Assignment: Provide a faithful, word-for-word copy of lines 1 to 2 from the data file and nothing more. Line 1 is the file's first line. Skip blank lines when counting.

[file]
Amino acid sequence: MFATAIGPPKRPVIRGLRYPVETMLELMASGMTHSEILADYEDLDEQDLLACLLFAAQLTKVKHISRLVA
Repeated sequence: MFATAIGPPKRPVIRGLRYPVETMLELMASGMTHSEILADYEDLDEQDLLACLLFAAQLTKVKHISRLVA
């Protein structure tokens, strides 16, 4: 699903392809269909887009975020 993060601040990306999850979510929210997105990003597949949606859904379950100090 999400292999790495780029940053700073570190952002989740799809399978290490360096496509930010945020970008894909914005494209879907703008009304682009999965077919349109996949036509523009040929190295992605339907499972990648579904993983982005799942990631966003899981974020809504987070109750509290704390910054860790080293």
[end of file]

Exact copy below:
Amino acid sequence: MFATAIGPPKRPVIRGLRYPVETMLELMASGMTHSEILADYEDLDEQDLLACLLFAAQLTKVKHISRLVA
Repeated sequence: MFATAIGPPKRPVIRGLRYPVETMLELMASGMTHSEILADYEDLDEQDLLACLLFAAQLTKVKHISRLVA